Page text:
In the Mets 3-2 victory, Murphy played a key role in all three runs. It makes it fair to say in a tightly contested series and game, the Mets lose without him. Without Murphy, there is no NLCS or pennant. On that note, he would break Mike Piazza‘s team record for postseason homers and become just the second Mets player to ever win the NLCS MVP. Like Ray Knight, he would find himself playing for another team in 2016. That would prove to be a giant mistake.
Overall, Murphy had a very good and somewhat underrated Mets career. His .288 batting average is the seventh best in team history. His 228 doubles are the third most. His 13.6 WAR is second only to Edgardo Alfonzo among Mets second baseman. Only Ron Hunt, Alfonzo, and Murphy have been All Stars at second base.
Overall, he is arguably the Mets best ever postseason hitter, and he is their second base second baseman of all-time. He is one of the most clutch players to ever wear a Mets uniform, and he is the best Mets player to ever wear the number 28.
3. Curtis Granderson
4. Lenny Dykstra
5. David Wright
6. Wally Backman
7. Jose Reyes
8. Gary Carter
9. Todd Hundley
10. Rey Ordonez
11. Wayne Garrett
12. John Stearns
13. Edgardo Alfonzo
14. Gil Hodges
15. Carlos Beltran
16. Dwight Gooden
17. Keith Hernandez
18. Darryl Strawberry
19. Bob Ojeda
20. Howard Johnson
21. Cleon Jones
22. Al Leiter
23. Bernard Gilkey
24. Art Shamsky
25. Pedro Feliciano
26. Terry Leach
27. Jeurys Familia
With yesterday being Black Friday, people ran out to stores and websites looking for deals, and today, they’re assessing what they got and still need to get. Being Mets fans, we expect the team to spend most of the offseason diving through the discount bins.
To a certain extent, every team needs to do that. The player signed to a minor league deal or on the cheap emerges to be much better than anyone could’ve reasonably expected. Many times, when that happens, your team takes it to the next level. In honor of Black Friday, here are some of the best bargain signings the Mets have made in their history.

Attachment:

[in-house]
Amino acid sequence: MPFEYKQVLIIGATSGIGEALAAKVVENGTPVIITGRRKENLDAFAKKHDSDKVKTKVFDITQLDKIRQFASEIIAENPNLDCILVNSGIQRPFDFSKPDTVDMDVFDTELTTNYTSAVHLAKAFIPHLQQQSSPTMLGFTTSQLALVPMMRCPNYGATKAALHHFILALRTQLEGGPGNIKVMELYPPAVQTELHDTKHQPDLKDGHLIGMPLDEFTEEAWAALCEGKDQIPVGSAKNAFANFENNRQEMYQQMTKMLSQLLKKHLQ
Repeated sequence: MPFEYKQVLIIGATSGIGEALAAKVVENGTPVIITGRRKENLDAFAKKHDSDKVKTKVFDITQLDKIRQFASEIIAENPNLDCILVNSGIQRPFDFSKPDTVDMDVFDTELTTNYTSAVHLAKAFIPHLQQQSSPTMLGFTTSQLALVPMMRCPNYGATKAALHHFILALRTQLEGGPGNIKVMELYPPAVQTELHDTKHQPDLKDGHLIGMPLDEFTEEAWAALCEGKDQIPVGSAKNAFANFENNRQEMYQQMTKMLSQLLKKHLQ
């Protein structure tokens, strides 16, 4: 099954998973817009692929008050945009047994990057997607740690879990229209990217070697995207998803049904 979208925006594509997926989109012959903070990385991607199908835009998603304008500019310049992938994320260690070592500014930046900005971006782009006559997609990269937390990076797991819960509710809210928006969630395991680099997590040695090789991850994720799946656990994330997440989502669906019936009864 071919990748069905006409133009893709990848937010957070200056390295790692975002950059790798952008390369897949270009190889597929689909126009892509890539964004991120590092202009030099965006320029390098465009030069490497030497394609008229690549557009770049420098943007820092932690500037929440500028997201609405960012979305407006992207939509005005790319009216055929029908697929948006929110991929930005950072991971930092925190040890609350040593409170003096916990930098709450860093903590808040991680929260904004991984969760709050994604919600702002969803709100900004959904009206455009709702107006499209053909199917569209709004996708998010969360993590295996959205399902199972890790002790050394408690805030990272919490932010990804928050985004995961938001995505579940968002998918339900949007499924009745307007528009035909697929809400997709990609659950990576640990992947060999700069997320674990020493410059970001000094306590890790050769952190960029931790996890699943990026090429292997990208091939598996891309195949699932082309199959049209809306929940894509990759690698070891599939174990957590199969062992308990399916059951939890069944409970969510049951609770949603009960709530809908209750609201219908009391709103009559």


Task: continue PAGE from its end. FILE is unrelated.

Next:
For this list, we are only looking at players signed to minor league deals, and as this is the Mets we are talking about, it’s being run on Small Business Saturday.
C Todd Pratt – he went from delivering Dominos to being signed to a minor league deal with the Mets. Three years later, Pratt would hit a walk-off homer off of Matt Mantei clinching the first NLDS in team history.
1B James Loney – in 2016, the Mets were left without a first baseman due to Lucas Duda‘s back injury as well as a host of other injuries on the team. Loney would step in and help the team hitting .305/.367/.463 over his first 22 games to help keep that team afloat and make that push for the Wild Card.
2B Jose Valentin – the Mets signed Valentin to be veteran depth only for him to fill the vacuum left at second base by Anderson Hernandez‘s offensive struggles and Kazuo Matsui‘s injuries. In addition to his 3.6 WAR in 2006, he would hit two homers in the NL East clincher.
3B Matt Franco – signed a minor league deal with the Mets entering the 1996 season. He’d emerge as a good pinch hitter who hit a game winning single off Mariano Rivera clinching the Mets first series win in the Subway Series.
SS Omar Quintanilla – the Mets let Jose Reyes go due to a mixture of the Madoff scandal and the belief Ruben Tejada was ready to be the every day shortstop. When Tejada wasn’t Quintanilla was a pleasant surprise with a career year before being traded for cash considerations.
LF Melvin Mora – Mora signed a minor league deal coming out of Japan. In the 162nd game of the 1999 season, he scored on a wild pitch enduring the playoff game. In the Grand Slam Single game, he hit the cut off man leading to Keith Lockhart getting cut down at the plate. In that postseason, he hit .400/.500/.600.
CF Endy Chavez – signed as a free agent prior to the 2006 season, a season where he’d have the greatest catch in NLCS history. He’d also have other defensive gems and game winning bunts in his Mets career.
RF Marlon Byrd – back in the cavernous Citi Field days, Byrd came to the Mets on a minor league deal in 2013 and hit 21 homers before getting traded to the Pirates in a deal which netted Dilson Herrera and Vic Black.
RP Pedro Feliciano – soon dubbed Perpetual Pedro due to his rubber arm, he’d be a key piece of a great 2006 bullpen, and he’d emerge as the best LOOGY in franchise history.
SP R.A. Dickey – this is the gold standard. Dickey was signed to a minor league deal in 2009, and a few short seasons later, he would become the biggest surprise Cy Young winner in Major League history. The Mets then selling high on him and getting Noah Syndergaard and Travis d’Arnaud for him makes signing Dickey all the more legendary.
On February 5, 2012, Eli Manning threw an amazing 38 yard pass to Mario Manningham starting off the Giants game winning drive in Super Bowl XLVI. After Ahmad Bradshaw stumbled into the end zone with the latest rushing TD in Super Bowl history, and a Tom Brady Hail Mary falling harmlessly to the ground, the New York Giants won their fourth Super Bowl in team history.